Fibroadenomas are solid, noncancerous breast tumors that occur most often in adolescent girls and women under the age of 30. Fibroadenomas vary in size, and they can get bigger or even shrink on their own. Fibroadenomas are among the most common breast lumps in young women. The exact cause of fibroadenomas is not known.
Hormones such as estrogen may play a part in the growth and development of the tumors. Taking oral contraceptives before the age of 20 has been associated with a higher risk of developing fibroadenomas. These tumors may grow, particularly during pregnancy. During menopause, they often shrink. It is also possible for fibroadenomas to resolve on their own.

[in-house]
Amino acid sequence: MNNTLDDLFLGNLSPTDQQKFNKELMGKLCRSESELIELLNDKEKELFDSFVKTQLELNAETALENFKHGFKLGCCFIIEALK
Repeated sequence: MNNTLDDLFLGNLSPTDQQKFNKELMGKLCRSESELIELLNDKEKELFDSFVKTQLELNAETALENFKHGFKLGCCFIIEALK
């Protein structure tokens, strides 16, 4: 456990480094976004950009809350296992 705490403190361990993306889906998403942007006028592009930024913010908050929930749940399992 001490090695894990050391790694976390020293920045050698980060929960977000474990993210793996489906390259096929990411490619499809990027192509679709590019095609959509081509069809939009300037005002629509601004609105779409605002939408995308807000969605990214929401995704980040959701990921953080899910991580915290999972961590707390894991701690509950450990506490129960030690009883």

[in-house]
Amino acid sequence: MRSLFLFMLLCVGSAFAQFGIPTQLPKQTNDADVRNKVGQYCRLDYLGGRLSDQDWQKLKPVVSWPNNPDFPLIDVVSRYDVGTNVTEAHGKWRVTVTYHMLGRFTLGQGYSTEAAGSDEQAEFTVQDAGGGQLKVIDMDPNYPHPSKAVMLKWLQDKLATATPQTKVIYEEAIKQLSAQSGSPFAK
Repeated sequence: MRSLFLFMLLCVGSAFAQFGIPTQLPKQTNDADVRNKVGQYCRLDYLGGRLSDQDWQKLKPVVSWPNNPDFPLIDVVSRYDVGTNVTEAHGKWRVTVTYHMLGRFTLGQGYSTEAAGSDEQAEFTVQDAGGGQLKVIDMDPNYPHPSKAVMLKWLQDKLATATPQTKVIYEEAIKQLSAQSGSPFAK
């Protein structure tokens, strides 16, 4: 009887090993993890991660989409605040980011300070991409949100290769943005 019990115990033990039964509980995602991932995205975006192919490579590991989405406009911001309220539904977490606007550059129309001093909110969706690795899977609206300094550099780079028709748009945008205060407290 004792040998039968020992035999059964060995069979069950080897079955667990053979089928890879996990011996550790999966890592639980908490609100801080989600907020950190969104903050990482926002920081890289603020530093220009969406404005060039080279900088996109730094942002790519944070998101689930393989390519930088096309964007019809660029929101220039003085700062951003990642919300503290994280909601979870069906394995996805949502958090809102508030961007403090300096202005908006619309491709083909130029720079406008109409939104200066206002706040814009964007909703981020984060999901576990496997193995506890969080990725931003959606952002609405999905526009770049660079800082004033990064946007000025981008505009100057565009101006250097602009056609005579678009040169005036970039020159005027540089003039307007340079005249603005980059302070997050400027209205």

Fibroadenomas are usually single lumps. About 10% to 15% of women have several lumps that may affect both breasts. Lumps may be any of the following:
Procedures to remove a fibroadenoma include:
Fibroadenomas are the most common breast tumor in adolescent women. They can also occur in a small number of post-menopausal women. Their incidence declines with increasing age, and, in general, they appear before the age of thirty years.